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Tuesday, July 10, 2007

CRG: Ethiopia, Zimbabwe and the "Politics of Naming"

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The Centre for Research on Globalisation (CRG)

Stephen Gowans - Ethiopia receives little coverage from the Western media, and even less attention from people who routinely denounce the Sudanese and Zimbabwean governments from the left.

That’s odd, for the Ethiopian government has all the flaws the Zimbabwean government is said to have that arouse so much moral indignation. Ethiopia jails it citizens without reason or trial, tortures many of them, and habitually violates its own laws.

The government was … severely criticized for a 2005 crackdown in which tens of thousands of opposition members were jailed and nearly 200 people killed after elections in which the opposition made major gains. Ethiopian officials … have expelled many foreign journalists and representatives of human rights groups such as Amnesty International and Human Rights Watch.

Meles Zenawi, Robert Mugabe

Disputed elections, crackdowns on the opposition, expulsion of journalists: this resembles the charge sheet against Mugabe. So why isn’t Melawi as thoroughly excoriated as Mugabe is? A July 9th Reuters’ report says, “Ethiopian prosecutors demanded the death penalty for 38 opposition officials convicted of trying to overthrow the government, treason and inciting violence.

I read the Reuters’ article to a friend, but replaced Ethiopia with Zimbabwe and Zenawi with Mugabe. There seemed nothing out of the ordinary to her. And indeed, it’s likely that most people in the West would not have detected the deception. It meshes with the Western narrative on Zimbabwe.

If you’ve been reading Western press accounts, you would expect Mugabe to round up the opposition (whose leaders have long threatened the violent overthrow of the government), charge them with treason, and seek their execution. But he hasn’t. Had he, a storm of indignation would have swept the Western world.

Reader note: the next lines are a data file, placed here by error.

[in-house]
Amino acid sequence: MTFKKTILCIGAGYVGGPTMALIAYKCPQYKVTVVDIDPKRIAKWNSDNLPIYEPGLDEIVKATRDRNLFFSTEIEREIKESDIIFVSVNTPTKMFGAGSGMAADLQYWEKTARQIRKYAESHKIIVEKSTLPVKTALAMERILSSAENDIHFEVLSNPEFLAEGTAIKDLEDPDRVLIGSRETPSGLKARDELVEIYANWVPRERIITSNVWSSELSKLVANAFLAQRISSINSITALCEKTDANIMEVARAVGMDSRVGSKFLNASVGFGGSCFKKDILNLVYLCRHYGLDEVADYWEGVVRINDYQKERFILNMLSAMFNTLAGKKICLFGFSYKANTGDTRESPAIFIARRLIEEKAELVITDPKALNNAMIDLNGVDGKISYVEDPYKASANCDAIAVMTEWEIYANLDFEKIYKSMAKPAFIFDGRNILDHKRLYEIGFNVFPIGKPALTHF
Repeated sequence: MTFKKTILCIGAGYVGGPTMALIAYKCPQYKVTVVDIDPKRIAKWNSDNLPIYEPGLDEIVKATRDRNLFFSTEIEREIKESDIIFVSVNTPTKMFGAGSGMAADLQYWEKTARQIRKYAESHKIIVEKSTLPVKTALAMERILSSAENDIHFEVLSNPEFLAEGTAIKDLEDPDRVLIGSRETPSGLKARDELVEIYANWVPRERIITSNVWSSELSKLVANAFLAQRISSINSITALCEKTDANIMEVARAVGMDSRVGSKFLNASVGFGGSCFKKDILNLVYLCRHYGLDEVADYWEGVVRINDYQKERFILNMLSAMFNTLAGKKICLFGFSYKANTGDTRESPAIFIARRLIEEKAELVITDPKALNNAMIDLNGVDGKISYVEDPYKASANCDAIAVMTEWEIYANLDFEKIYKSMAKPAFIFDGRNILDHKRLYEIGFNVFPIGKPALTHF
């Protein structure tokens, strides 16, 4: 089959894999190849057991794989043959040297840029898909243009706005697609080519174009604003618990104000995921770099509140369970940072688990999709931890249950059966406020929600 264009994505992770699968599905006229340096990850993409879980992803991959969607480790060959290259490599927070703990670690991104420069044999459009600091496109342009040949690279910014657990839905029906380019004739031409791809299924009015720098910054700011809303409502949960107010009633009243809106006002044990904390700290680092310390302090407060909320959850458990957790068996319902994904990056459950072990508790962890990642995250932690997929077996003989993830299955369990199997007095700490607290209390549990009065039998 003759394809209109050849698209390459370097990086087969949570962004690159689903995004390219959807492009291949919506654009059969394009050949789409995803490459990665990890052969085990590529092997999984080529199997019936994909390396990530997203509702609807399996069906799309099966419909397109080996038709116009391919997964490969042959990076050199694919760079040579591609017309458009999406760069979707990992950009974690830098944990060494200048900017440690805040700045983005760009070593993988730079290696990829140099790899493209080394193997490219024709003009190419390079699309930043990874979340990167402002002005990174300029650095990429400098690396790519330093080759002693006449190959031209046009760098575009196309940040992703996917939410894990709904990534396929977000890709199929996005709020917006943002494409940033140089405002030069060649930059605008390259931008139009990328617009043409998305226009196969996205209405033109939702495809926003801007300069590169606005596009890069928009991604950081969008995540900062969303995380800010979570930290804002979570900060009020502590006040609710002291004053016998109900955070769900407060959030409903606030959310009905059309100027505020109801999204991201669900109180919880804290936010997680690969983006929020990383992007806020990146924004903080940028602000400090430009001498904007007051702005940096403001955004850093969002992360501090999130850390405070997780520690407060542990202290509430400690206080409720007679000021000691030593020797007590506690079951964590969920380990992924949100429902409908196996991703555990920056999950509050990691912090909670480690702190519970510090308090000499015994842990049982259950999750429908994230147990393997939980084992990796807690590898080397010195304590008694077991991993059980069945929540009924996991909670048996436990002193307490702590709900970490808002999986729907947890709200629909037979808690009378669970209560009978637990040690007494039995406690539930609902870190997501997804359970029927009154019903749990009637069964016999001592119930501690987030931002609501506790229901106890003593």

Yet Zenawi does the same, and no politician works himself up into high moral dudgeon, no calls are made for sanctions or Western military intervention, and no emergency meeting of the UN Security Council is convoked. Just a solitary Reuters’ dispatch. Why?(More...)

Campaign, Articles, Reactions

-State department briefing on the CUD trial (July 9, 2007)
-Ethiopia: An unbelievable sentence (Andrew Heavens)
-AMNESTY INTERNATIONAL shocked, calls for the court to reject the prosecutor's demand
-Anuak Justice Council: Ethiopians in the Ogaden Need Our Help


-Siye Abraha to be released?
-Ethiopia death call surprises US
-[AUDIO]Human rights attorney Michael Clough on the CUD trial
-Thousands need rescuing after Ethiopia flood
-High Court Rejects Negasso Gidada’s Appeal
-CPJ: Troops raid prominent Somali broadcaster four times
-Somali mosque raided after blast
-Blasts rock Mogadishu market
-My search for the Ark of the Covenant


-European Union Picks New IMF Chief
-China executes ex-drug chief for graft
-U.K. condemns Russian decision on spy murder suspect
-Hamas Denies al-Qaida Infiltration
-UN to test Iran's nuke transparency
-Musharraf faced with stark choice after mosque siege
-Police seize magic trick from preacher

Picture of the day

Ethiopian-born musician Kenna performs during the Live Earth concert at Giants Stadium in New Jersey, July 7, 2007. Al Gore and global partners staged the Live Earth concerts held on seven continents simultaneously to raise awareness of environmental issues. REUTERS

Kenna Zemedkun, 29, was born in Addis Ababa. His family migrated to Virginia Beach, Virginia, where he first fell deep in love with American music, specifically U2’s Joshua Tree, an album that would forever shape his sonic aesthetic. For many years he struggled to find himself, working odd jobs and attending college.(More...)